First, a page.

Maternal and fetal roles in bacterially induced preterm labor in the mouse

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Abstract

BACKGROUND:

The relative roles of the mother and fetus in signaling for labor remain poorly understood.

OBJECTIVE:

We previously demonstrated using gene knockout (KO) mice that Escherichia coli-induced preterm delivery is completely dependent on MyD88, a toll-like receptor adaptor protein. Here we leveraged this finding to conduct a genetic experiment testing whether the mother, the fetus, or both signal for parturition in bacterially induced labor.

STUDY DESIGN:

Six different maternal/fetal genotype combinations for MyD88 were studied: wild-type (WT) dams carrying one of the following: (1) WT or (2) MyD88 heterozygous (het) fetuses (generated by mating WT females with WT or MyD88-knockout [KO] males, respectively); (3) WT dams carrying MyD88-KO fetuses (generated by replacing the ovaries of WT females with MyD88-KO ovaries, followed by mating with MyD88-KO males); a similar strategy was used to generate MyD88-KO dams carrying (4) MyD88-KO, (5) MyD88 het, or (6) WT fetuses. On day 14.5 of gestation, mice received intrauterine injections of either 1 × 109 killed E coli or sterile medium. Delivery of ≥ 1 fetus within 48 hours was considered preterm. A separate group of similarly treated pregnant mice was euthanized 5 hours after surgery for gene expression and tissue analysis.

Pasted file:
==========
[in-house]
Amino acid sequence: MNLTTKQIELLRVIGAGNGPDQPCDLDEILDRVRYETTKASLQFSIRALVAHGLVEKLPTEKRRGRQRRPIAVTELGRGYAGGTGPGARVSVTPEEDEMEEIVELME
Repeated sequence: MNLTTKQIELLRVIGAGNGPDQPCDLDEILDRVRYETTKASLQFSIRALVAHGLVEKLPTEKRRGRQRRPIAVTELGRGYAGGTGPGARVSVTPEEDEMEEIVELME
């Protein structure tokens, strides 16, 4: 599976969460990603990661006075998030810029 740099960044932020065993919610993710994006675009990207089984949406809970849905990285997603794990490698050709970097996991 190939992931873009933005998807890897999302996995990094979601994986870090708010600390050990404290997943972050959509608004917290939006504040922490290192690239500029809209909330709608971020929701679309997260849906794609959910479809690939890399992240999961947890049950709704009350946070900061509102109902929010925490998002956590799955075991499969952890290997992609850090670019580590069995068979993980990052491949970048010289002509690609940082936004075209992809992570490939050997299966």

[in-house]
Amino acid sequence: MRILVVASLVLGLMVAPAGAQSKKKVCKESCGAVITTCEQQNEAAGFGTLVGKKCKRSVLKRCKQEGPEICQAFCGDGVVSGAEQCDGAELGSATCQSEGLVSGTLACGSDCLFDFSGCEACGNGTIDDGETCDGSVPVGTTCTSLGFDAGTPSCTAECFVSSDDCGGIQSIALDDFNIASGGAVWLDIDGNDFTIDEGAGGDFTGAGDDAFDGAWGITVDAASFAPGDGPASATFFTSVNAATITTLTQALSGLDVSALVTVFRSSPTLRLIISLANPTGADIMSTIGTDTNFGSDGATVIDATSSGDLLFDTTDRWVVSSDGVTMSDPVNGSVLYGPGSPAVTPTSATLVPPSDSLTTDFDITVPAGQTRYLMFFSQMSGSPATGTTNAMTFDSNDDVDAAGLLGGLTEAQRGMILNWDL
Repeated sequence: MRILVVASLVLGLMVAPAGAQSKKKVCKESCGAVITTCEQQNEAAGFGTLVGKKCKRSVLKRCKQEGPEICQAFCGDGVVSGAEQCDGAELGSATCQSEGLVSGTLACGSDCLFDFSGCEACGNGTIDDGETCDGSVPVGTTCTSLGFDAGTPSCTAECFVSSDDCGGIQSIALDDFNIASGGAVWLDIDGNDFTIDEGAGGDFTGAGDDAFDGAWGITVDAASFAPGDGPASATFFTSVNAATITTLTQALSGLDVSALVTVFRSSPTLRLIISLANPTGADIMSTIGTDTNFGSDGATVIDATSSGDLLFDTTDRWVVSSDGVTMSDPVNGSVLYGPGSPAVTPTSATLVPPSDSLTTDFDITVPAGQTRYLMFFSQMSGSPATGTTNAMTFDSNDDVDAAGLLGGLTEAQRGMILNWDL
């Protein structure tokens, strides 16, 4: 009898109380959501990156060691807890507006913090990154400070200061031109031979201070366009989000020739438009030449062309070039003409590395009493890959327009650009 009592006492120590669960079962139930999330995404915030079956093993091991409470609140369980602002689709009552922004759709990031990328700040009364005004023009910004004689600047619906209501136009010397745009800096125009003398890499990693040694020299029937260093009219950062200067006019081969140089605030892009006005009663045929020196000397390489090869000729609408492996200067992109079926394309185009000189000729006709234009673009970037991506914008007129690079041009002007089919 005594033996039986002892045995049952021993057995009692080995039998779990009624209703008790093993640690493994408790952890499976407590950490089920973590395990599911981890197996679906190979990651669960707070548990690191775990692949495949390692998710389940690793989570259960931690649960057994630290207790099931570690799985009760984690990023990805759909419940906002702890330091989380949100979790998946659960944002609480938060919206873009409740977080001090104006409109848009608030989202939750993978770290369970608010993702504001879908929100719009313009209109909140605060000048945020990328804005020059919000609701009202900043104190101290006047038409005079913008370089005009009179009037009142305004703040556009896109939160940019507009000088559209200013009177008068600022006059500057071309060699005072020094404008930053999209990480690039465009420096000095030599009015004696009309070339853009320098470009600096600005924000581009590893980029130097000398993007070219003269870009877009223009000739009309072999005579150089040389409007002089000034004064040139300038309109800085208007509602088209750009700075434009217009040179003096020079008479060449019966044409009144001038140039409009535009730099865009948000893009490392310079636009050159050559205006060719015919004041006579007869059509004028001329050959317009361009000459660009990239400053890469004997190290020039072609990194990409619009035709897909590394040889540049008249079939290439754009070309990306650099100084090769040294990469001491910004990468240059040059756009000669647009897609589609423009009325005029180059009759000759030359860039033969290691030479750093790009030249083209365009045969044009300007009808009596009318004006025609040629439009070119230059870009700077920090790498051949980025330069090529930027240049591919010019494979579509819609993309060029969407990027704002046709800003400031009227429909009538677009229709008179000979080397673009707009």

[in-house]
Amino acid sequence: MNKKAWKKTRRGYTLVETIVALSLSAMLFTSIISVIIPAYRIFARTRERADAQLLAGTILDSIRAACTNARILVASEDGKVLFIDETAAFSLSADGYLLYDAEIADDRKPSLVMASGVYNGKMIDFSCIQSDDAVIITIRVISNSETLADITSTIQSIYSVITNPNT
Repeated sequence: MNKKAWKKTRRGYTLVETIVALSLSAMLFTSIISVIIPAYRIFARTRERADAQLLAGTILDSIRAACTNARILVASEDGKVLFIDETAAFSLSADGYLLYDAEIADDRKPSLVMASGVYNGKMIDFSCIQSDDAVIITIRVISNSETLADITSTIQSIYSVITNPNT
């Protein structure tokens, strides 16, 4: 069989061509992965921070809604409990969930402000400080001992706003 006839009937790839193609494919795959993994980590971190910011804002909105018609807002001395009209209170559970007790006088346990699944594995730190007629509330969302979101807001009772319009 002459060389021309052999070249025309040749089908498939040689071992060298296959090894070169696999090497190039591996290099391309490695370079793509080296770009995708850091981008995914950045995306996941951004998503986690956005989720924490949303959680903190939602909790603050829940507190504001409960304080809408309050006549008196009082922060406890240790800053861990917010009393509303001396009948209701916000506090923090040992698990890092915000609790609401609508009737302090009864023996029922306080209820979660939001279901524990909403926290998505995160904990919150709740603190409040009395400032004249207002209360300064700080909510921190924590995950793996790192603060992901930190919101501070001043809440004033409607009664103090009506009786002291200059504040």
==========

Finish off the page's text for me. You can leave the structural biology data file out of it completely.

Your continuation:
RESULTS:

E coli-induced preterm delivery is dependent on maternal and not fetal genotype: > 95% of WT and < 5% of MyD88-KO dams deliver prematurely, regardless of fetal genotype (P = .0001). In contrast, fetal survival in utero is influenced by fetal genotype: in MyD88-KO dams, in which premature birth rarely occurs, only 81% of WT and 86% of MyD88-heterozygous fetuses were alive 48 hours after surgery compared with 100% of MyD88-KO fetuses (P < .01). Messenger ribonucleic acids for the inflammatory mediators interleukin-1β, tumor necrosis factor, interleukin-6, and cyclooxygenase-2 were elevated in uterine tissues only in WT mothers treated with E coli and were low or undetectable in the uteri of KO mothers or in animals treated with saline. Serum progesterone levels were lower in KO mothers with WT ovaries than in WT mothers with KO ovaries, but bacterial exposure did not have an impact on these levels.

CONCLUSION:

In the murine E coli-induced labor model, preterm delivery and uterine expression of inflammatory mediators is determined by the mother and not the fetus and is not attributable to a decline in serum progesterone.

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